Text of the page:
The tradition of annually decorating soldiers graves began in the years immediately following the Civil War. First suggested by the ladies of Columbus, Georgia in 1866, the custom went national in 1868 through the adoption of a May 30th date by the Grand Army of the Republic, a Union Veterans organization.
Like many communities throughout the nation, Lafayette, Indiana had been home to a military prison during the Civil War. In February 1862, Confederate prisoners of war, largely from the 32nd and 41st Tennessee Regiments, were held in warehouse buildings for about one month. Prisoners who died there during the prison's short-lived operation were buried in the Greenbush Cemetery. In the spring of 1868, the committee organizing the ceremony in Lafayette received a wreath from a local girl. Attached to the wreath was a short note:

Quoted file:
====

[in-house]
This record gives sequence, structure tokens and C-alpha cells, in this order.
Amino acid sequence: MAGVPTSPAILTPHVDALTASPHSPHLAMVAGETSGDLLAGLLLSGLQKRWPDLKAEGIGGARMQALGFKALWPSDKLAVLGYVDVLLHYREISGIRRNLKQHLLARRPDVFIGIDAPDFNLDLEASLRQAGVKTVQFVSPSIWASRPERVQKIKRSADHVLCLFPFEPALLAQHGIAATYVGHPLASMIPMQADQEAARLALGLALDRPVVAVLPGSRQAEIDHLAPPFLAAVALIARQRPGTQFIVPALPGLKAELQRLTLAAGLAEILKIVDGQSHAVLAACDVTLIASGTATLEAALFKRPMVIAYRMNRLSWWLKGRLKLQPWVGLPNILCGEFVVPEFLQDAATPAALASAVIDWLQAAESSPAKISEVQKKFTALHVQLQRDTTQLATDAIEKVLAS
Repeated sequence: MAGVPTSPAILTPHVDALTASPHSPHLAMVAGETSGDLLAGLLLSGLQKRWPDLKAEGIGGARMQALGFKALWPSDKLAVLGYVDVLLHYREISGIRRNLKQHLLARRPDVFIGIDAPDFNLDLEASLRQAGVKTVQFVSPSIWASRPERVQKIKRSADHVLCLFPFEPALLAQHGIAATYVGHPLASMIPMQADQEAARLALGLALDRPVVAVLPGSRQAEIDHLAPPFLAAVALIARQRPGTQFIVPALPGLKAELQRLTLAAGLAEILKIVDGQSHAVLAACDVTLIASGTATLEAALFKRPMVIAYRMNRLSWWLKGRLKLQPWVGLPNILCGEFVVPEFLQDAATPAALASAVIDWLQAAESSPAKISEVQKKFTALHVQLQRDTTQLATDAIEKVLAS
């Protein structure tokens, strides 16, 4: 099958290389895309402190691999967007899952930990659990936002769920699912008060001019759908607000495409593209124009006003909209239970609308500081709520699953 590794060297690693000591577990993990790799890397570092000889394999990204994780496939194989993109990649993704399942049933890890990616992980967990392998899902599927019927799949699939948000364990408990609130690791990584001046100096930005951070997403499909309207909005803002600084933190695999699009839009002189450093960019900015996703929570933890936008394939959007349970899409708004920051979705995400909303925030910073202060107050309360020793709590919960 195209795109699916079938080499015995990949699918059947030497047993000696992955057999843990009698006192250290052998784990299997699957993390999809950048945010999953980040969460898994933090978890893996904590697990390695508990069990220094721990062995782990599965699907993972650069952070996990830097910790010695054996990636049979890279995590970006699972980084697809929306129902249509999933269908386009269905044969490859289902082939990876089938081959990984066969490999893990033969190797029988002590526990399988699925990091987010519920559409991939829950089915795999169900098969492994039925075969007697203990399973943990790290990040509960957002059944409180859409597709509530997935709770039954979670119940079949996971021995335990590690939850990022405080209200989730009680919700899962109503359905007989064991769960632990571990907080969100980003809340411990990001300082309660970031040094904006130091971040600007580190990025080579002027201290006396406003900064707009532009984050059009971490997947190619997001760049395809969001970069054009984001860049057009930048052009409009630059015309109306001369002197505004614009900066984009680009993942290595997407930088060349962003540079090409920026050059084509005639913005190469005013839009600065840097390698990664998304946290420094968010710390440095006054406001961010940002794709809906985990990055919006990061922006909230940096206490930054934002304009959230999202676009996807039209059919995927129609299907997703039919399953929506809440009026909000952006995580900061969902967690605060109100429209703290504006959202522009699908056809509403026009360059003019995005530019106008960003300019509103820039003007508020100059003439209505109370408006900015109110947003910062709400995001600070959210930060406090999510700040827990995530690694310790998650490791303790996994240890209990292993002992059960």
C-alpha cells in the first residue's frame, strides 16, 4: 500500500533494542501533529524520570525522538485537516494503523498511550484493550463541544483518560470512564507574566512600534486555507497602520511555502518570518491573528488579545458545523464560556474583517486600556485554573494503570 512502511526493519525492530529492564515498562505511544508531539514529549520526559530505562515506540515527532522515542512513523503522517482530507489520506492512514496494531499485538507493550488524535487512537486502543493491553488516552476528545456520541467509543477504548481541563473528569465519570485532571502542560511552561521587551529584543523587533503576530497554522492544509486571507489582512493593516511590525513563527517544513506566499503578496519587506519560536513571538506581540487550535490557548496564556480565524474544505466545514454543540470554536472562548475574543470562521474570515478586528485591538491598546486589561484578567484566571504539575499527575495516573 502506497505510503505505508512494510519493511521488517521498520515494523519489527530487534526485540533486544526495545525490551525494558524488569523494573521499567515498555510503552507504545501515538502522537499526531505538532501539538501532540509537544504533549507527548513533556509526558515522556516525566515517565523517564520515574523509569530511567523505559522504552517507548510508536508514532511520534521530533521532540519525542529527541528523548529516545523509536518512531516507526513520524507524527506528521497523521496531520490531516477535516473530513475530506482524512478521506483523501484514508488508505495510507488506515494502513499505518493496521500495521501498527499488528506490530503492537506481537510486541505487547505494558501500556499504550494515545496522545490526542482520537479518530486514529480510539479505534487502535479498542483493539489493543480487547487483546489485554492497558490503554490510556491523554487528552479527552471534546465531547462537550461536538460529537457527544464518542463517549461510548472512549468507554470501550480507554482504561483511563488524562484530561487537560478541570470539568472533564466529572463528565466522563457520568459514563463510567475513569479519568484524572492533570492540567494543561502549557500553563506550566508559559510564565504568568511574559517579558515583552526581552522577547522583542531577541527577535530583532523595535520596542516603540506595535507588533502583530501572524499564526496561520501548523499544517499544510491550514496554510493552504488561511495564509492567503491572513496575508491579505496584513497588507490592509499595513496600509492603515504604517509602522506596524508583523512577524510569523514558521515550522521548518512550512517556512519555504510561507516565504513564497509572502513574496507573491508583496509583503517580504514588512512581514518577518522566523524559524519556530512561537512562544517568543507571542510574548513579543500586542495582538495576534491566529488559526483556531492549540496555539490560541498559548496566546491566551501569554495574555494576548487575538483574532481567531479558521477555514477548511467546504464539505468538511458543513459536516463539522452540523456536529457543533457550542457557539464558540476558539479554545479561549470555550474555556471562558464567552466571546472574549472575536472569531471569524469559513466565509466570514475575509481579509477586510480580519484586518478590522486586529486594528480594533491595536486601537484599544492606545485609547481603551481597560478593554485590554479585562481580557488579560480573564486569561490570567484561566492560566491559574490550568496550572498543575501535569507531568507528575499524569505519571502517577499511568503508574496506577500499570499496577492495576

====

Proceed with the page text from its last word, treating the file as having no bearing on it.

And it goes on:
Will you please put this wreath upon some rebel soldier's grave. My dear papa is buried at Andersonville, and perhaps some little girl will be kind enough to put a few flowers upon his grave.